TERESA OF AVILA:(1515-1582) Institute for Carmelite Studies Publications
I recommend: THE COLLECTED WORKS OF ST. TERESA OF AVILA, Vol. 1: Book of Her Life & Interior Castle, Vol. 2: The Way of Perfection, Vol. 3: Foundations, and COLLECTED LETTERS OF ST. TERESA OF AVILA: Vol.1 and Vol. 2. The Study Editions are good too but I prefer the basic collection for reading without a pre-conceived opinion.
I suggest beginning with the Book of Her Life, and then reading the Collected Letters 1 & 2 to focus on a woman religious’ view of her life and world. She was quite familiar with the visitations and the inquisition. And her books were not always available, some being surpressed at times. She had relatives who were conversos, and thus eyed suspiciously by the inquisition. She is now a Doctor of the Church. Her letters and autobiography are, to me, of the most historical significance for understanding the time in which she lived.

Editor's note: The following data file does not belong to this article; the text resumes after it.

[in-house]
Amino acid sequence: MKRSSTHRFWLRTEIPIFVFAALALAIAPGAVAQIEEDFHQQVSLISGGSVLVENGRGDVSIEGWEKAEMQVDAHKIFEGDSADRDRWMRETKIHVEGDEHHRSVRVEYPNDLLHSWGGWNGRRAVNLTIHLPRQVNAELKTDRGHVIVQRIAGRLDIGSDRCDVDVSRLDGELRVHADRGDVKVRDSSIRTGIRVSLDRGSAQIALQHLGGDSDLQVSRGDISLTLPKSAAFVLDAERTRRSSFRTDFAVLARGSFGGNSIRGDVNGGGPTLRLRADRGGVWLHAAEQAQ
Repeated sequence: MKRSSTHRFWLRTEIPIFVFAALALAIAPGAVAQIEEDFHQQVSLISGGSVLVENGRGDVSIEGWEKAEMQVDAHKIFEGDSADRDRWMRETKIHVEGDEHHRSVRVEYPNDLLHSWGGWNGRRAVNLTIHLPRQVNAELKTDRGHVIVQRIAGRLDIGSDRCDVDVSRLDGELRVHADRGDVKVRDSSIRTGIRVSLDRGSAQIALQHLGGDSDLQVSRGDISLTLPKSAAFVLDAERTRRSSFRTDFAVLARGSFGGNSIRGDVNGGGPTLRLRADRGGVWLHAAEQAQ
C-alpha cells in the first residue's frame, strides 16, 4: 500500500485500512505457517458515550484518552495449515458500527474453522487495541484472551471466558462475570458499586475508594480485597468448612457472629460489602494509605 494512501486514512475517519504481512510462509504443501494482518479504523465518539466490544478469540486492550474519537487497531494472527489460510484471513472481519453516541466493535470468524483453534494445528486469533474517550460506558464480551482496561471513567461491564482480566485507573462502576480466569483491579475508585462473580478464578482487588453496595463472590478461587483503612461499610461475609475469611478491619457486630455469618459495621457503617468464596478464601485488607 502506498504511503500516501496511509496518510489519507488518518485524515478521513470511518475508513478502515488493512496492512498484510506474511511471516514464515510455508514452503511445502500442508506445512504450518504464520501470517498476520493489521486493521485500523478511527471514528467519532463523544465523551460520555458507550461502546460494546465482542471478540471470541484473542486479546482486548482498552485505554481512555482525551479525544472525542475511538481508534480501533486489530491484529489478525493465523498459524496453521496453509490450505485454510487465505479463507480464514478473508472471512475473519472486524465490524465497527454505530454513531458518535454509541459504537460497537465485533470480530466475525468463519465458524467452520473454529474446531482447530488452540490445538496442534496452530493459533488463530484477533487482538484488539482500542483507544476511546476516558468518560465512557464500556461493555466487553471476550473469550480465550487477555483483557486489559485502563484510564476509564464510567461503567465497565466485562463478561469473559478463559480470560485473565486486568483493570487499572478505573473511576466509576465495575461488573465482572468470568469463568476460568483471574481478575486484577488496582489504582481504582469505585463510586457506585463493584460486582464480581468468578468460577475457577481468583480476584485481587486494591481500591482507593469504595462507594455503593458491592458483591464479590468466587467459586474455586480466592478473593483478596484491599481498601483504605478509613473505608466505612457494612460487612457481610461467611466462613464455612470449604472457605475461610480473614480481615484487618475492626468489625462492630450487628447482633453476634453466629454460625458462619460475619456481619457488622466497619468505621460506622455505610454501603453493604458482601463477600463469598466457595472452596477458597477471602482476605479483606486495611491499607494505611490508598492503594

To understand her advice to Abbesses, the Way of Perfection is the work she wrote for her nuns. She, who had mystical visions, was not one to be impressed by them. I love her practical advice to abbesses on how to manage a nun who was having visions.
Her book on prayer, Interior Castle, has been read and re-read by many, and I doubt anyone has plumbed the full depth of what she meant in it. It was one of her books most often supressed.
Foundations traces her work of founding Monasteries of both men and women religious, seeking to return to the ancient interpretation of the Carmelite order, thus founding the Discalced. I found it highly significant that she did not consider the Carmelite order she was in wrong, but that she wanted a stricter version than the softened version of her day. During the time she was abbess over her original order, she did not impose her Discalced rule, but instead urged them and guided them to live their own rule better. She was friends with Bishops who participated in the Council of Trent and I often wonder how much did she know of the documents created by that council.
I admire Teresa of Avila greatly. She shows how a woman of her time, with intelligence and ideas of her own, lived within the confines of her time and place.